Pilot demands drone identification after Fife near miss

Drones were involved in highest-rated near misses with aircraft near Edinburgh and Glasgow airports.
Drones were involved in highest-rated near misses with aircraft near Edinburgh and Glasgow airports.
0
Have your say

An angry private jet pilot has demanded that drones be identifiable after one came 20m from his aircraft over Fife.

The near miss, involving an Embraer Legacy 500 on approach to Edinburgh Airport, was given the highest - category A - rating by investigators.

The UK Airprox Board also reported today a second category A incident near Glasgow Airport, in which a drone came as close as 3ft from a passenger aircraft.

It concluded that in the first incident, near Burntisland on 14 December, “providence had played a major part in the incident and/or a definite risk of collision had existed”.

The board’s report stated: “The pilot commented that he was surprised and angry at the drone’s proximity and stated that a mandatory identification device should be fitted to drones before a multi-million pound engine is destroyed, or worse.

“Having finished the approach briefing, the pilot in charge looked up and saw something black, moving in his peripheral vision on the right.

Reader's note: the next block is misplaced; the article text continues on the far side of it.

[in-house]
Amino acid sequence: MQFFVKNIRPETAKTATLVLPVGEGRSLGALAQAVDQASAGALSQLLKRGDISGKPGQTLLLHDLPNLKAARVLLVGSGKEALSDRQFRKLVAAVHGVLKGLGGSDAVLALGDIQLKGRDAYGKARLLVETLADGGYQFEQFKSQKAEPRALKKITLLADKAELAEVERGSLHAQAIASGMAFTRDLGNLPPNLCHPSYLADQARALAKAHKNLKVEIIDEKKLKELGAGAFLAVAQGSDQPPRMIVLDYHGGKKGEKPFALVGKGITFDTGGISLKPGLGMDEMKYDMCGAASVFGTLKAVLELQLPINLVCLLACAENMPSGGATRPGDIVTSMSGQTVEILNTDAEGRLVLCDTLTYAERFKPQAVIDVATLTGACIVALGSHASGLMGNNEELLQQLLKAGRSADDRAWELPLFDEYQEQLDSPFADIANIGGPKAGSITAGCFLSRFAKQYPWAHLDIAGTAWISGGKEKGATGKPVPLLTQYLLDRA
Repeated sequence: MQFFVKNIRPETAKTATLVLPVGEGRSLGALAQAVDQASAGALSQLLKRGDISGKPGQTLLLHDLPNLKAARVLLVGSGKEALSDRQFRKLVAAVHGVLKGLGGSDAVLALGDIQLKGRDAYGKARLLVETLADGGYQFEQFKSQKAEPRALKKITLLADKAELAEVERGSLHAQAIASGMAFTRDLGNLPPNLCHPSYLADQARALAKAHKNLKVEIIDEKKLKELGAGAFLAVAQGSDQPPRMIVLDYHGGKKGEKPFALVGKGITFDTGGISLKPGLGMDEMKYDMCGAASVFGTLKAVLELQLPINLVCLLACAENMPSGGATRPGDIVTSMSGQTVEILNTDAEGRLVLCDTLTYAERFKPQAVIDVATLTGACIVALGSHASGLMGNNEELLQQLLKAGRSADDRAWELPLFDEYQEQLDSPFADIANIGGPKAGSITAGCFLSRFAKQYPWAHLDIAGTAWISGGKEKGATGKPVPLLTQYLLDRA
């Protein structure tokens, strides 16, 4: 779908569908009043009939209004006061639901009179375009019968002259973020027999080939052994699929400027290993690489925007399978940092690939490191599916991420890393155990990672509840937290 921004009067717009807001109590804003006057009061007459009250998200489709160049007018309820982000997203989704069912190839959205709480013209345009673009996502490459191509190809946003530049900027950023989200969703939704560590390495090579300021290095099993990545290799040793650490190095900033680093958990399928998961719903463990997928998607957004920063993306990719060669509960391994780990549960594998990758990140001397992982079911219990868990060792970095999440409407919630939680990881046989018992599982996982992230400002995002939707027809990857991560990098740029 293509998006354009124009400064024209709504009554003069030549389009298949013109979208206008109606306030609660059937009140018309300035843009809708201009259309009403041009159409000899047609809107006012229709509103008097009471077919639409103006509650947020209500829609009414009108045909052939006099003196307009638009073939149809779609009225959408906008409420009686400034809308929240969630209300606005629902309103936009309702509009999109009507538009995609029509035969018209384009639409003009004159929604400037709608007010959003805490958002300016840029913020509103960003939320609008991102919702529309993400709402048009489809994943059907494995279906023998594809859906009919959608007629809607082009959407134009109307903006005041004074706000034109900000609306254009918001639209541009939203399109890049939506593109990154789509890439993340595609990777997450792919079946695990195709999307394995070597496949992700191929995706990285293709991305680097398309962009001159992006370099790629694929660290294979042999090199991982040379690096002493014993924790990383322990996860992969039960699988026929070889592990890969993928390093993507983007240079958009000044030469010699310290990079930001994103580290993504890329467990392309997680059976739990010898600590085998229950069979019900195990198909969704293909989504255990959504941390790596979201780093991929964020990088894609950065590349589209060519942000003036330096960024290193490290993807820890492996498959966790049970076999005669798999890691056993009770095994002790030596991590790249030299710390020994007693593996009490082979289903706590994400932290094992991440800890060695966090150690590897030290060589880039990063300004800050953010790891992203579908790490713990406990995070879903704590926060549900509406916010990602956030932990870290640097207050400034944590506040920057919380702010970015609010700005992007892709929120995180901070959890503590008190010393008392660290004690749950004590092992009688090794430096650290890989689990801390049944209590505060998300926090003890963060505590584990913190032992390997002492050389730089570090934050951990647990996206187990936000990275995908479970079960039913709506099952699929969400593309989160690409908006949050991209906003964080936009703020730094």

“He turned and looked right and clearly saw a ‘quadcopter’-like drone.

“There was no time to take avoiding action.”

In the Glasgow incident, a drone came 3-10ft from colliding with an Embraer EMB 175 on 30 December.

The board stated: “The pilot reports that on approach to Glasgow airport, when passing about 600ft he saw an object pass between 3 and 10ft from the aircraft, at the same level.

“He couldn’t tell was the object was.

“It was lit up in various places and was more horizontally long than it was vertically.”

The board concluded: “The pilot’s overall account of the incident portrayed a situation where providence had played a major part in the incident and/or a definite risk of collision had existed.”

A Glasgow Airport spokesperson said: “We would remind people the use of drones within close proximity to an airport is both extremely dangerous and a criminal offence.

“Earlier this week, we welcomed the introduction of new legislation to extend the ‘no-fly’ zone around airports, which would restrict drones from operating within 5km of an airfield boundary.

“It is important anyone who operates a drone is aware of their responsibilities and of the new rules which have been put in place to keep everyone safe. These can be viewed by visiting: www.dronesafe.uk.”